The trial court went on to explain:

In reviewing the claims paid for injuries sustained by "8102-Seed Merchants" based on the stipulations and the testimony of Ms.

Layton [the auditor], this Court would have a number of factors upon which to determine that benefits were available. Based on Ms. Layton's testimony, the injuries to "8102-Seed Merchants" where benefits were paid occurred in New Jersey, the claimant[]s (by way of stipulation) lived in New Jersey and the employment relationship (at least occasionally) exists or is carried out in New Jersey.

The trial court later reiterated this conclusion, stating:

Under a Wenzel analysis, it could be argued that any injury occurring in New Jersey to a "8102-Seed Merchant[]" for employees who []occasionally travel to New Jersey in the course of the employment and where those employees are New Jersey residents would subject the plaintiff, Continental, to be required to pay premiums. The plaintiff recognized this and charged premiums based on these potential claims.

The trial court also found that Continental would have provided credit for any premiums paid by Ameritemp on any Pennsylvania workers' compensation policy covering these employees. Since Ameritemp did not come forward with proof of insurance in Pennsylvania, the trial court concluded that no such coverage existed.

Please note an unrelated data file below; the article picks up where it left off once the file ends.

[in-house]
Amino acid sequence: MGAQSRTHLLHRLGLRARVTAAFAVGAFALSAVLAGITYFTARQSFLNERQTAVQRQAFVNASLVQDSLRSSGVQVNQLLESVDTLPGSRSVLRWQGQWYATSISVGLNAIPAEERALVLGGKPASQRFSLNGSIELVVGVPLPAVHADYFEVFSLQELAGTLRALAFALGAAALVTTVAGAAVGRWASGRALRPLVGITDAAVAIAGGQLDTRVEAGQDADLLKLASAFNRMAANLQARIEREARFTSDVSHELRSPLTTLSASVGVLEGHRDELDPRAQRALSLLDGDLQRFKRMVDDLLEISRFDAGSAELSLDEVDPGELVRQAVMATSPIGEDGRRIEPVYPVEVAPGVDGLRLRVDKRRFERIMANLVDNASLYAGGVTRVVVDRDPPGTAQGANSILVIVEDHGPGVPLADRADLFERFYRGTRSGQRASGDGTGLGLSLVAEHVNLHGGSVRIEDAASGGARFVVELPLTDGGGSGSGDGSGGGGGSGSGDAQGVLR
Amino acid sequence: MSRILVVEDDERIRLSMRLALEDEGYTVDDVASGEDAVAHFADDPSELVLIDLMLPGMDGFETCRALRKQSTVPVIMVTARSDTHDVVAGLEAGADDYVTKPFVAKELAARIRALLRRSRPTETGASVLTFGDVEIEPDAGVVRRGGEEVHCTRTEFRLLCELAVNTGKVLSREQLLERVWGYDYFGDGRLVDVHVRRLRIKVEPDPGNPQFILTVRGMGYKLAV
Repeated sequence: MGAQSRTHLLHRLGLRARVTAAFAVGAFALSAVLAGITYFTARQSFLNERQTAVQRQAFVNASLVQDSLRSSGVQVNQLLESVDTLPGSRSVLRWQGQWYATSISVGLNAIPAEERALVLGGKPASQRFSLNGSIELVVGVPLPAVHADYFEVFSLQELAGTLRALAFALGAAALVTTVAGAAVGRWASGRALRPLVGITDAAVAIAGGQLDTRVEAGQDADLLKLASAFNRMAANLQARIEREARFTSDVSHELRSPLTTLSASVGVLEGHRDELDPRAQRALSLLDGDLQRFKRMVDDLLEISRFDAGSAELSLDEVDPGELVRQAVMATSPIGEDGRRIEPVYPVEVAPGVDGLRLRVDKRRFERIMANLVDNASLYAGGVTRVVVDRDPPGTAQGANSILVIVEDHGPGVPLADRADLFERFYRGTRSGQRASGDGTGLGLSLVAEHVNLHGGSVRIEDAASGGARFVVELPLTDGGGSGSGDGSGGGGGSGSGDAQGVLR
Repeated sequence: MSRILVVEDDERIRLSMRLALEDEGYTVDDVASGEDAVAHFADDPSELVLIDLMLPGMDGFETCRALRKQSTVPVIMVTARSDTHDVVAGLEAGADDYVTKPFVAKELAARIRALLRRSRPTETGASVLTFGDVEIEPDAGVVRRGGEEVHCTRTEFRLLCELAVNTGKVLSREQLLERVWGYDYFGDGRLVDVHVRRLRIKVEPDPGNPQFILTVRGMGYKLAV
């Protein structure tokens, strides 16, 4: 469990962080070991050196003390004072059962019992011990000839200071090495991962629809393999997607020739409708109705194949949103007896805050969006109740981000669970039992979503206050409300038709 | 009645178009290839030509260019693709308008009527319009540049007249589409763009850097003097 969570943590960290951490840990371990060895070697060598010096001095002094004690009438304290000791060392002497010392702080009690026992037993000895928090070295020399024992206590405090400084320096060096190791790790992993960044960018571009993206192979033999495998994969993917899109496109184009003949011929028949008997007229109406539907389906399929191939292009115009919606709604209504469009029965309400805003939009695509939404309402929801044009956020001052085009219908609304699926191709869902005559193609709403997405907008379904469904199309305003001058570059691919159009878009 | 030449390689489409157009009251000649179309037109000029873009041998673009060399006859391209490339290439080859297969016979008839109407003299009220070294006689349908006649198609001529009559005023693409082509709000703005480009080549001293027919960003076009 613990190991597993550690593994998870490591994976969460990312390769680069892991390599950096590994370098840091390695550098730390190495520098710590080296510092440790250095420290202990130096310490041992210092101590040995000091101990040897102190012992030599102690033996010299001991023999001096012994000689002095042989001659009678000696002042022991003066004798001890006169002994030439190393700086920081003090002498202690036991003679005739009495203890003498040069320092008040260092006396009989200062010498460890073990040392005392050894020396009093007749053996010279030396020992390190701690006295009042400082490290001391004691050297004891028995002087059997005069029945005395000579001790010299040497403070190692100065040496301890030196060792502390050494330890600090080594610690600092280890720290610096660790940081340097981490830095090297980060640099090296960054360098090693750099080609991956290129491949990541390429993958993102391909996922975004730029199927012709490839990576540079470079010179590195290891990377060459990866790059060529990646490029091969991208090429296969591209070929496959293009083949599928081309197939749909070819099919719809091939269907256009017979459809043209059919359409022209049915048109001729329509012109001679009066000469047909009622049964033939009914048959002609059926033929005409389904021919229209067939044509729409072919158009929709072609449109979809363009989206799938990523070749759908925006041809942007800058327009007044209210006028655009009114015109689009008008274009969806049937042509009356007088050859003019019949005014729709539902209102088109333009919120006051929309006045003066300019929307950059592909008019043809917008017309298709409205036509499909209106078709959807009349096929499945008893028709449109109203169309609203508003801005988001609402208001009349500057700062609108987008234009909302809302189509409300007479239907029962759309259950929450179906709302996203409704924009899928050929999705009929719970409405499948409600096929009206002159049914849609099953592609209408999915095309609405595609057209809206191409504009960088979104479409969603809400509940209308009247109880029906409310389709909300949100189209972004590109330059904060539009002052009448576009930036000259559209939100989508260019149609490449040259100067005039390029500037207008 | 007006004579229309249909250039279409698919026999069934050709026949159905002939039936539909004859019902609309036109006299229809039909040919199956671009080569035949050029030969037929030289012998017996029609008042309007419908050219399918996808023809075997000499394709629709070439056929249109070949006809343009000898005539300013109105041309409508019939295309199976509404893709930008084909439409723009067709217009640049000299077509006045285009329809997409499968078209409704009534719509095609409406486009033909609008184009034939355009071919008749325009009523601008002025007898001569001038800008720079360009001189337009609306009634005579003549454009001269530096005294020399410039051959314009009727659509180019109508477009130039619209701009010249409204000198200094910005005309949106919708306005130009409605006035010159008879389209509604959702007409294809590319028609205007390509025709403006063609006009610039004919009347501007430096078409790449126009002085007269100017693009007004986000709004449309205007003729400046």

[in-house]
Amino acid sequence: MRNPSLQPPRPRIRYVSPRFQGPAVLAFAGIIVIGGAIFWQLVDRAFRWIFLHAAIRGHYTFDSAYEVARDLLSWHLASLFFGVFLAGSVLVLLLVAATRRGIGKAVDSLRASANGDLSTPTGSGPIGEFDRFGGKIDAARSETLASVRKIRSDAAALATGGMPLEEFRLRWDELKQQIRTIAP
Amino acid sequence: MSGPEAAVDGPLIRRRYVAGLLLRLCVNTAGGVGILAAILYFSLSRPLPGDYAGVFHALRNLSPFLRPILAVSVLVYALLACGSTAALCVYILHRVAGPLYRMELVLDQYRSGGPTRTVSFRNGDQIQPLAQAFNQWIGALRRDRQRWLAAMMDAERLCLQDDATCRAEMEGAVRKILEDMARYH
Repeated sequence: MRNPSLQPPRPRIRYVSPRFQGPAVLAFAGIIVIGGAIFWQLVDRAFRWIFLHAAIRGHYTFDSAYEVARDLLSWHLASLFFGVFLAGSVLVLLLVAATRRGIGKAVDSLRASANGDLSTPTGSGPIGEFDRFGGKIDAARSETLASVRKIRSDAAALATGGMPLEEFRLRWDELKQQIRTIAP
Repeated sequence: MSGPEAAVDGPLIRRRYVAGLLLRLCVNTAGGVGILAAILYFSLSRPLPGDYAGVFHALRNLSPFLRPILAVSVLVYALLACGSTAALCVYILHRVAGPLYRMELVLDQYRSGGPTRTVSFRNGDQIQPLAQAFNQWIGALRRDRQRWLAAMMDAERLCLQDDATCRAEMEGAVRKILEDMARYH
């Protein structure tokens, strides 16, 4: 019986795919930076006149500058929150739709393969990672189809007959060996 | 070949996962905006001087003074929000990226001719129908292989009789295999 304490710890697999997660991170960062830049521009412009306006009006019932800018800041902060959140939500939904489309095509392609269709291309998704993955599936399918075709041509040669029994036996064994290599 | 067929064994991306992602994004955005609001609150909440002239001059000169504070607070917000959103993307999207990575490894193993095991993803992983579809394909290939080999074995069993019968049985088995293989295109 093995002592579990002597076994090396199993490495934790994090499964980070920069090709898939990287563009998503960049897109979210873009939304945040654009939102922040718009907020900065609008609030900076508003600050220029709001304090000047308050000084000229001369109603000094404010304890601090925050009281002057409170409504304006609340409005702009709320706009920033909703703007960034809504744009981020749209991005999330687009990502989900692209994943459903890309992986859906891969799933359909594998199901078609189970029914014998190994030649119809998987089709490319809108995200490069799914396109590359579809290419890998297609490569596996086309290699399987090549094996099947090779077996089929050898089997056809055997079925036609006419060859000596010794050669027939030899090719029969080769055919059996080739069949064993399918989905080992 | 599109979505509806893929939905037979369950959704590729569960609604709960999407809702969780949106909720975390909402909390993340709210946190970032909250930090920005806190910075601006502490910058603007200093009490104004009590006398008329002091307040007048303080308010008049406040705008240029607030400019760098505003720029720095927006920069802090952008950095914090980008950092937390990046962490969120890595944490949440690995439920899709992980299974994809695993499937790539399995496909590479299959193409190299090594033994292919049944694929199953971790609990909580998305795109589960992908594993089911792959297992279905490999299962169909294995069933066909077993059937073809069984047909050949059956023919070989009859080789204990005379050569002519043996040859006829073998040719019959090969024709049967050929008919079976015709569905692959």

In light of these determinations, the trial court concluded that Continental was entitled to premiums for the "8102-Seed Merchants" employees for the policy period from June 30, 2001, to June 30, 2002, and entered in favor of Continental a judgment dated April 9, 2008, in the sum of $19,952.53, representing $16,978 in premiums, $2,125.78 in prejudgment interest and $848.75 in costs. Ameritemp's application for a refund for those premiums already paid for these workers was rejected.

On appeal, Ameritemp contends that the trial court erred, arguing that under Pennsylvania law a temporary employment agency such as Ameritemp is not liable in workers' compensation law to its temporary workers and has no obligation to purchase workers' compensation insurance for them. Since this argument was not raised before the trial court, it is subject to the plain error standard. R. 2:10-2. We find no plain error here.